Willie Geist:  Senator, so much of the time of Congress right now is occupied by the question of what's happening in Turkey and also the impeachment inquiry, rightly so on those. But there is other business of the country. There's gun safety, there’s immigration.

Sen. Schumer: Yes. Yes.

Willie Geist:  And I know you all are working on something right now on climate change.

Sen. Schumer: Well, let me just say this. This is the thousandth day of the Trump presidency, and if a phrase could sum it up, it would be broken promises to working people. The president promised a massive infrastructure bill. We have no real concrete plan before us. The president said everyone's going to get much better healthcare. All he's doing is destroying healthcare. The president promised he would clean the Swamp. This place is swampier than it's ever been with conflicts of interest galore. And cabinet people chosen because they're billionaires even though they have very little experience. The tax bill he said would help the middle class, it's helped the wealthy, it's helped corporate America.

You have pointed out on your show over and over again how much of it has gone to corporate buybacks which don't benefit working people a bit. Gun control, he said he was for background checks—broken promises. He doesn't—I hope the American people, particularly those who have not been supportive of or who have been supportive of Trump will look at this, it's promise after promise. Forget the tweeting. Bad as that is. He doesn't keep his promises.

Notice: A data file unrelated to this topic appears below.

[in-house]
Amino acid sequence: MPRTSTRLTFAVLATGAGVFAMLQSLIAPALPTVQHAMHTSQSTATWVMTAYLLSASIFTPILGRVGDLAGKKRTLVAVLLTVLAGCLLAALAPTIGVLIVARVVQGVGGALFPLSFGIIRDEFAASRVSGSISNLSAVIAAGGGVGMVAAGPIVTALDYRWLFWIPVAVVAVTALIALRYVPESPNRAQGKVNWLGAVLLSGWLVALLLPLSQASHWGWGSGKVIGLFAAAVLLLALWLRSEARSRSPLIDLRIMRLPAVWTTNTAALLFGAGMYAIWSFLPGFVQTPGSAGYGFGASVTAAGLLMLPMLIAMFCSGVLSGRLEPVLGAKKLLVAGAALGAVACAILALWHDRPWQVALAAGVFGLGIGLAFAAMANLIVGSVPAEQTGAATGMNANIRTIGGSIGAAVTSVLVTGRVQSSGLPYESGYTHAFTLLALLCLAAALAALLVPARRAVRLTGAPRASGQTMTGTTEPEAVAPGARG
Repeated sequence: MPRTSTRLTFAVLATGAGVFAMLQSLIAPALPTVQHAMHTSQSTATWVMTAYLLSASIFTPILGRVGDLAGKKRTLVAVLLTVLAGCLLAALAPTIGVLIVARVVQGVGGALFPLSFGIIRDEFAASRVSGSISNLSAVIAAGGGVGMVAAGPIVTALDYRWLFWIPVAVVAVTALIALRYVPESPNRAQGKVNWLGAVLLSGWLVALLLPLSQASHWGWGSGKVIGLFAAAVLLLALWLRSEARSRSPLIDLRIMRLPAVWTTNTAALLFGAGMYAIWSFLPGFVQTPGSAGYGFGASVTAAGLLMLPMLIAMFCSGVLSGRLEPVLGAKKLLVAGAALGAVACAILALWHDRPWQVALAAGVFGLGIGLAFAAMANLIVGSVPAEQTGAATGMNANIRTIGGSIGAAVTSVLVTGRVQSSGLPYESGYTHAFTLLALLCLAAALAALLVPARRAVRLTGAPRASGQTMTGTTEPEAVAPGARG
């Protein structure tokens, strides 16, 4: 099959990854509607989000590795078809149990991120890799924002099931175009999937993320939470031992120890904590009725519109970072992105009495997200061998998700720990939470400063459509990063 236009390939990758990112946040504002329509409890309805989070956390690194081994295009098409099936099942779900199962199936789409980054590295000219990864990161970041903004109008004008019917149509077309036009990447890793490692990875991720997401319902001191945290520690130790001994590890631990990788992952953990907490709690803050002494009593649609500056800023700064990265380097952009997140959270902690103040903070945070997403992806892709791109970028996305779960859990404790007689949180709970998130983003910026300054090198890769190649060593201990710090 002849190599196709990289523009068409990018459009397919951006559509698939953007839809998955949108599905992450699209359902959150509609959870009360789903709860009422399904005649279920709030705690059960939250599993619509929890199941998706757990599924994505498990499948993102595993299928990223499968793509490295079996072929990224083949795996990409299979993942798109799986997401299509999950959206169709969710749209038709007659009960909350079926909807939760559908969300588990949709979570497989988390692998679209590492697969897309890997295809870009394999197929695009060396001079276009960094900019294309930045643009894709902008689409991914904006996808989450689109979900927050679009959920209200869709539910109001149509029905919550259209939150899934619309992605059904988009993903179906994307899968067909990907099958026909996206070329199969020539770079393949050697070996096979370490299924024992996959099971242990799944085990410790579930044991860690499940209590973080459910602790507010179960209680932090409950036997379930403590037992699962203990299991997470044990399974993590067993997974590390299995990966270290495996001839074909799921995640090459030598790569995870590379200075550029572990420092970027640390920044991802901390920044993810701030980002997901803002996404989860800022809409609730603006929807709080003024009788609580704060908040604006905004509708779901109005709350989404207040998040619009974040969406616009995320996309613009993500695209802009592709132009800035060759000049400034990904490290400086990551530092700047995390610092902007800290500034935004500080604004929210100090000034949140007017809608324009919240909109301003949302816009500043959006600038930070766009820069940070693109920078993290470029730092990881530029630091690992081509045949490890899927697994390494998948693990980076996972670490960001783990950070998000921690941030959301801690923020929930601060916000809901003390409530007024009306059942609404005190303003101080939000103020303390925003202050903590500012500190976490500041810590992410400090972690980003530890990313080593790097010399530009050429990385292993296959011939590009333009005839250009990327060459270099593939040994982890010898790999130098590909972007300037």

In fact, he often does the opposite of them. So today, we don't have that much power as a minority in the Senate, the Majority Leader Mitch McConnell has the power to put things on the floor. But once in a while do. It's called a CRA, a Congressional Review Act. And we can undo a regulation this administration did. President Obama wisely put some real restraints on these power plants, coal burning power plants, that spew so much carbon and other noxious stuff in the air. So many of our lakes in the Adirondacks are dead because of it. And we now can undo, by a CRA, a Congressional Review Act Resolution, and it only needs 51 votes, to prevent the administration from undoing what the Obama folks did to keep our air clean and deal with climate. And that will be on the floor today and I hope we'll get some Republican votes. All we need is four.

Mika Brzezinski: All right. Senate Minority Leader Chuck Schumer, thank you so much for being on this morning.

Sen. Schumer: Thank you. And, again, my condolences to Joe, Mika, and everybody. I know how close you were to this great man Elijah Cummings, who we’ll all miss.

Joe Scarborough: Thank you. A great man.

Mika Brzezinski: Thank you.